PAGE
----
Thursday, 10 January 2019

After a slow start to the year, the S&P 500 Index closed in the green for five consecutive trading days. A dovish Fed and progress in trade negotiations with China seemed to improve investor sentiment.

With output cuts by OPEC and Russia appearing to have an impact on domestic inventories, the price of WTI crude cracked above $50 for the first time since mid-December, sending energy stocks surging over 7% this week. The perceived progress on negotiations with Chinese diplomats pushed industrials and technology companies up over 8%. Department store retailers took a hit on Thursday after modest gains early in the week as Macy’s, Target, and Kohl’s gave weak full year guidance and holiday sales updates were below expectations. Macy’s shares closed down almost 18%, its worst day on record. All S&P 500 sectors have positive returns year-to-date, and the Russell 2000 has doubled the S&P 500 return year-to-date at 7.2%. 

As investors took a more “risk on” appetite, U.S. government bond prices fell. The yield on the 2-year U.S. Treasury note rose to 2.58% and the yield on the 10-year U.S. Treasury note closed at 2.74%. Yields rise as bond prices fall.

Economic data this week was thin as the U.S. government shutdown continues. Job openings fell for the November report, down about 250,000. In combination with last week’s employment report of increased participation, the gap between the number of job openings and that of the unemployed narrowed to under 1 million. Small business optimism weakened during December as optimism about the domestic economy and earnings trends fell. The FOMC minutes released this week had as expected a dovish tone, highlighting lack of data signaling a domestic economic slowdown and low inflationary pressures, but does acknowledge risks to global growth.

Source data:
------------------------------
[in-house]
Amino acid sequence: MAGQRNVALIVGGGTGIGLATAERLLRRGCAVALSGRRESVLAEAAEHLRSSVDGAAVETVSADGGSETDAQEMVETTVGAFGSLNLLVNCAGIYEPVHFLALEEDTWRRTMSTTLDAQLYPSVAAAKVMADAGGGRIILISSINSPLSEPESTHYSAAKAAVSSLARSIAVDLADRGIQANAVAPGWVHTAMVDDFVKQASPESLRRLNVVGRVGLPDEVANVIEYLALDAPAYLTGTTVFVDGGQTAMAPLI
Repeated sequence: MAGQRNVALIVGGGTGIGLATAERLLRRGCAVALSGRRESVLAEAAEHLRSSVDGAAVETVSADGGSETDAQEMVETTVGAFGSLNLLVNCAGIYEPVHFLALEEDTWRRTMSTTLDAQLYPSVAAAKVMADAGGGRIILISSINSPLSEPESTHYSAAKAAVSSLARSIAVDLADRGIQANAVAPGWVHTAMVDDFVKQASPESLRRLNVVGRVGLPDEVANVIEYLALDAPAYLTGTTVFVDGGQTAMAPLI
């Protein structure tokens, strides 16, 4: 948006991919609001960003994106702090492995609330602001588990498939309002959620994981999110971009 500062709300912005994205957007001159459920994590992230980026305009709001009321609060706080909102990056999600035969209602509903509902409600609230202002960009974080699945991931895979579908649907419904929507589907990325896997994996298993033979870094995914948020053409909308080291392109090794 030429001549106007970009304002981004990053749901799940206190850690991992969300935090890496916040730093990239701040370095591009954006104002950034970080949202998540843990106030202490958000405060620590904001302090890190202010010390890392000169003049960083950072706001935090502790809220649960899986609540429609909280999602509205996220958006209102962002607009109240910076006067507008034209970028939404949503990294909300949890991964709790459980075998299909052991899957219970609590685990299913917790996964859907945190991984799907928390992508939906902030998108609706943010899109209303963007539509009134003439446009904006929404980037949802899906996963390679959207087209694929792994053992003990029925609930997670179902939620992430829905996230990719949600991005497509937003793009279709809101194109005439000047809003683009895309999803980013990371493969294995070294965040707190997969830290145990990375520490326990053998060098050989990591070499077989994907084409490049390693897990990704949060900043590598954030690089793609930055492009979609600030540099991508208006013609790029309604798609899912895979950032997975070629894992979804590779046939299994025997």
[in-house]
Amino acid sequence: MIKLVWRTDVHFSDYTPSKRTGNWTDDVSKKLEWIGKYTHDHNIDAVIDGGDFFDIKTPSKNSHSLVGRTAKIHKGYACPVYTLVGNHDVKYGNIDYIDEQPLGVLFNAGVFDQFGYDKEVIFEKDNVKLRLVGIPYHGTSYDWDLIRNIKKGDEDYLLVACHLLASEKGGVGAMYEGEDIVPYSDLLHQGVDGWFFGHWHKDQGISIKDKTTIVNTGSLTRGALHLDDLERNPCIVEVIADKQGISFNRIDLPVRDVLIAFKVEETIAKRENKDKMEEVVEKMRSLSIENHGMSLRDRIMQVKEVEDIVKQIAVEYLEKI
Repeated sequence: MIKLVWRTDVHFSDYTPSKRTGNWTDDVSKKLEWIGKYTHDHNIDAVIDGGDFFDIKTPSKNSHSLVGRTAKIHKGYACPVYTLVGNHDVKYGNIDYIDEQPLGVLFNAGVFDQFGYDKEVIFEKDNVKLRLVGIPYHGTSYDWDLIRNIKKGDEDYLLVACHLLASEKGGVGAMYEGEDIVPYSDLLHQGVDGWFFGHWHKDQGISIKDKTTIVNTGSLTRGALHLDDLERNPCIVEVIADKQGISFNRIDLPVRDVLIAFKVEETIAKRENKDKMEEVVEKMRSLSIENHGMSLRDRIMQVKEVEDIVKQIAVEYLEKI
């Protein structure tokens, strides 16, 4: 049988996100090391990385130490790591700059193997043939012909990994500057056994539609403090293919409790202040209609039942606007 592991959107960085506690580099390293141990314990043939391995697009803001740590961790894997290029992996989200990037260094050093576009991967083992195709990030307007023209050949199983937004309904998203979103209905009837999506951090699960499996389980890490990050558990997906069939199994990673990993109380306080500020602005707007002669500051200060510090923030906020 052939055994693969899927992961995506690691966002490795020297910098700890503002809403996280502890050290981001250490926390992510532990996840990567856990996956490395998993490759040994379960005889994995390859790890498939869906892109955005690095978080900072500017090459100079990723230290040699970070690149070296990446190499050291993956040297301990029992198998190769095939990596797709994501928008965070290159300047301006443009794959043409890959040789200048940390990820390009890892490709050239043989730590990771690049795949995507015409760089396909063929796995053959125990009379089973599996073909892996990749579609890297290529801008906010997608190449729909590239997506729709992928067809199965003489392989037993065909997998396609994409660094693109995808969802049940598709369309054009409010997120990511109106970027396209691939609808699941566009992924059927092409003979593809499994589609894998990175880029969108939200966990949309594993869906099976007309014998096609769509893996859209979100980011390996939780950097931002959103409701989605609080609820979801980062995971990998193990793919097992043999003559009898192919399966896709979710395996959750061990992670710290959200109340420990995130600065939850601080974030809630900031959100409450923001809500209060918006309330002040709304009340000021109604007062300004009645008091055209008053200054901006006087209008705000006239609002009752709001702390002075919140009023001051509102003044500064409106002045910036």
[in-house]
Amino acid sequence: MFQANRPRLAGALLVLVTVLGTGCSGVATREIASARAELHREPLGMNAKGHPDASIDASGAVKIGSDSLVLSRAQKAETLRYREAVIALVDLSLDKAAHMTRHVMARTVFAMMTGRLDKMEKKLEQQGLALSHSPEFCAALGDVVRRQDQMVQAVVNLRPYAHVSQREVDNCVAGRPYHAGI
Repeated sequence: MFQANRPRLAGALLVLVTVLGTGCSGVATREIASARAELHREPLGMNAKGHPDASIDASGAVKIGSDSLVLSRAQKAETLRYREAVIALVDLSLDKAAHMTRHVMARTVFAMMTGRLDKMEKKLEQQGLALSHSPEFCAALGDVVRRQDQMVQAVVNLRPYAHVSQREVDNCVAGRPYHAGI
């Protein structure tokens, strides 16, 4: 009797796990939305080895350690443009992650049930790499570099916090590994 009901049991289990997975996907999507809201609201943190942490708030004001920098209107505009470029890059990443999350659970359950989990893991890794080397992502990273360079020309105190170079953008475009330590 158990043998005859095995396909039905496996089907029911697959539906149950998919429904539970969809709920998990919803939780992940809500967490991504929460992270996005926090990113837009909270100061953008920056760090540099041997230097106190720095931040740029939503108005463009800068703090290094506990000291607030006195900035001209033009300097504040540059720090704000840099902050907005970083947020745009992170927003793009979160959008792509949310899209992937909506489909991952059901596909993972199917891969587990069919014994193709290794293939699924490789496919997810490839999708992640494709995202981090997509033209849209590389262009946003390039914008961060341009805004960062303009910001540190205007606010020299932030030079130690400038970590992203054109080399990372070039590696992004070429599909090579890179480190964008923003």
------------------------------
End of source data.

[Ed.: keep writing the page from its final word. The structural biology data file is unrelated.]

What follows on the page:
Chairman Powell commented that there was no set path for the Federal Reserve’s interest-rate policy and that the Fed can exercise patience as various economic data comes in. Headline inflation (CPI) dipped for the first time in 9 months with an annual rate of 1.9% down from 2.2% in November on lower oil prices. Core inflation remained steady at 2.2%.

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